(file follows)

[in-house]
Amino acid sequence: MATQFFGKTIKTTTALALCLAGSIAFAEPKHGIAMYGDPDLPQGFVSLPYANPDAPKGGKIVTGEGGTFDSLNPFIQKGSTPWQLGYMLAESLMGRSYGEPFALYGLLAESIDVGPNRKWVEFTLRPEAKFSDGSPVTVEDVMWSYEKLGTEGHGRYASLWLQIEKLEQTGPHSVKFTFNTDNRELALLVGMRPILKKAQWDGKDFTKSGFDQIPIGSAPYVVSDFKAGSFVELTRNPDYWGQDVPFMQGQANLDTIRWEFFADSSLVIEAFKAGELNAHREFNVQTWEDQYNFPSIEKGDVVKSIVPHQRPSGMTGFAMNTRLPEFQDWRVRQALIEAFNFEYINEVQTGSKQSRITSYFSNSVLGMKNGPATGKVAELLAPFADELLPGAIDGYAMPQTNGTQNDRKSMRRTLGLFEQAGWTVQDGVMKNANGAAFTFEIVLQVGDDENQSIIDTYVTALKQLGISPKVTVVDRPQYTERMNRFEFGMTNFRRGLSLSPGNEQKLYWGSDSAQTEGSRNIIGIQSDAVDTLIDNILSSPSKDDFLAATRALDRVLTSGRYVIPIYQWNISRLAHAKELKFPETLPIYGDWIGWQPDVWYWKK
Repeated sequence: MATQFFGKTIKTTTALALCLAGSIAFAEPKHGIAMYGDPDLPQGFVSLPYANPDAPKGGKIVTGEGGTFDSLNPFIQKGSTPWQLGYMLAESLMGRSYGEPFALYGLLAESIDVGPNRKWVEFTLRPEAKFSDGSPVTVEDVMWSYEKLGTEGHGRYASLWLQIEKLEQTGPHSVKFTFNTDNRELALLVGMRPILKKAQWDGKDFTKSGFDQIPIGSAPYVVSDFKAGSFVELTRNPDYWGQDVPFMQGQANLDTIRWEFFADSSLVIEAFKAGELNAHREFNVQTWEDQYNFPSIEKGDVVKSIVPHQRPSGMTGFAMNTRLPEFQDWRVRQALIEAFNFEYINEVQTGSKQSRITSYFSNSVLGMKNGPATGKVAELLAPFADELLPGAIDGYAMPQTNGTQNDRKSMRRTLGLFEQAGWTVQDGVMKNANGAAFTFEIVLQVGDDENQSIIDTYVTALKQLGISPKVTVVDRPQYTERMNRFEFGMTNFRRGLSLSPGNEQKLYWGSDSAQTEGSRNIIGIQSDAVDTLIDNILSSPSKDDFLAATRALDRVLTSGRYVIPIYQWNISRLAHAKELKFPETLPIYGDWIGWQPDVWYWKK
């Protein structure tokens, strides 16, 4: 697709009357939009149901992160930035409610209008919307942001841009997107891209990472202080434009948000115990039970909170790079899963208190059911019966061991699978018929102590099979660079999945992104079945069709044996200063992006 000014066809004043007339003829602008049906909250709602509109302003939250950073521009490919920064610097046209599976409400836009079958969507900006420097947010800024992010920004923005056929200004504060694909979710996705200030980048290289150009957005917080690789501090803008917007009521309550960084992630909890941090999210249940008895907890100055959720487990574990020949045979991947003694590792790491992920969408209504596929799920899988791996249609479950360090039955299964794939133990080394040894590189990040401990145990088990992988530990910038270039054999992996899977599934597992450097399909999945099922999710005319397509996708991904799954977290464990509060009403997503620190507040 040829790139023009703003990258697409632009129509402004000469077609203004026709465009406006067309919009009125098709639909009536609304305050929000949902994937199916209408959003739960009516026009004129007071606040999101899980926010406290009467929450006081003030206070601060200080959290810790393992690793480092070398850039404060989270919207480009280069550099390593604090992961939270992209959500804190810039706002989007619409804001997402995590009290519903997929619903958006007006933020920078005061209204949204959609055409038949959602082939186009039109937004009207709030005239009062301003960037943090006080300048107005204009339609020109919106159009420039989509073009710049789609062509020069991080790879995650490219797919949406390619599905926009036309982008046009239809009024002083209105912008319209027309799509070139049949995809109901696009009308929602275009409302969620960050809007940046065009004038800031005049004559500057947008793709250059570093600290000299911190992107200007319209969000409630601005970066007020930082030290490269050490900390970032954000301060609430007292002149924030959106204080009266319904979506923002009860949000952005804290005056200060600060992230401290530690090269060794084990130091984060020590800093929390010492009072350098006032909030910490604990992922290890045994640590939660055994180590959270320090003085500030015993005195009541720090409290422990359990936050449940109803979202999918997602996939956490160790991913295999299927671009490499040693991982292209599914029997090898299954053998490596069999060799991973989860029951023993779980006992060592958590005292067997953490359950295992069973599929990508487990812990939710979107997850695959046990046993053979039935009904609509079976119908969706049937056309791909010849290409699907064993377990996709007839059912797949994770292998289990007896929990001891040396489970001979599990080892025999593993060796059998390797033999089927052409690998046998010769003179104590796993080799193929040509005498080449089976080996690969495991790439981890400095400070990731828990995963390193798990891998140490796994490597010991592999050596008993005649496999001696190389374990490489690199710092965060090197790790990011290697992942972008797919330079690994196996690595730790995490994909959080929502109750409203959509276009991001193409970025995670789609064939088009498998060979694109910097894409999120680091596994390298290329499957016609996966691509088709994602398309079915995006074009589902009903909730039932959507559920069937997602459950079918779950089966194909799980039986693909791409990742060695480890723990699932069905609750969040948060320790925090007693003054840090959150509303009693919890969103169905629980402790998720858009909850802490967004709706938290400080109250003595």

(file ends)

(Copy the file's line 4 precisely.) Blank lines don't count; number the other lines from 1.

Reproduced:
């Protein structure tokens, strides 16, 4: 697709009357939009149901992160930035409610209008919307942001841009997107891209990472202080434009948000115990039970909170790079899963208190059911019966061991699978018929102590099979660079999945992104079945069709044996200063992006 000014066809004043007339003829602008049906909250709602509109302003939250950073521009490919920064610097046209599976409400836009079958969507900006420097947010800024992010920004923005056929200004504060694909979710996705200030980048290289150009957005917080690789501090803008917007009521309550960084992630909890941090999210249940008895907890100055959720487990574990020949045979991947003694590792790491992920969408209504596929799920899988791996249609479950360090039955299964794939133990080394040894590189990040401990145990088990992988530990910038270039054999992996899977599934597992450097399909999945099922999710005319397509996708991904799954977290464990509060009403997503620190507040 040829790139023009703003990258697409632009129509402004000469077609203004026709465009406006067309919009009125098709639909009536609304305050929000949902994937199916209408959003739960009516026009004129007071606040999101899980926010406290009467929450006081003030206070601060200080959290810790393992690793480092070398850039404060989270919207480009280069550099390593604090992961939270992209959500804190810039706002989007619409804001997402995590009290519903997929619903958006007006933020920078005061209204949204959609055409038949959602082939186009039109937004009207709030005239009062301003960037943090006080300048107005204009339609020109919106159009420039989509073009710049789609062509020069991080790879995650490219797919949406390619599905926009036309982008046009239809009024002083209105912008319209027309799509070139049949995809109901696009009308929602275009409302969620960050809007940046065009004038800031005049004559500057947008793709250059570093600290000299911190992107200007319209969000409630601005970066007020930082030290490269050490900390970032954000301060609430007292002149924030959106204080009266319904979506923002009860949000952005804290005056200060600060992230401290530690090269060794084990130091984060020590800093929390010492009072350098006032909030910490604990992922290890045994640590939660055994180590959270320090003085500030015993005195009541720090409290422990359990936050449940109803979202999918997602996939956490160790991913295999299927671009490499040693991982292209599914029997090898299954053998490596069999060799991973989860029951023993779980006992060592958590005292067997953490359950295992069973599929990508487990812990939710979107997850695959046990046993053979039935009904609509079976119908969706049937056309791909010849290409699907064993377990996709007839059912797949994770292998289990007896929990001891040396489970001979599990080892025999593993060796059998390797033999089927052409690998046998010769003179104590796993080799193929040509005498080449089976080996690969495991790439981890400095400070990731828990995963390193798990891998140490796994490597010991592999050596008993005649496999001696190389374990490489690199710092965060090197790790990011290697992942972008797919330079690994196996690595730790995490994909959080929502109750409203959509276009991001193409970025995670789609064939088009498998060979694109910097894409999120680091596994390298290329499957016609996966691509088709994602398309079915995006074009589902009903909730039932959507559920069937997602459950079918779950089966194909799980039986693909791409990742060695480890723990699932069905609750969040948060320790925090007693003054840090959150509303009693919890969103169905629980402790998720858009909850802490967004709706938290400080109250003595």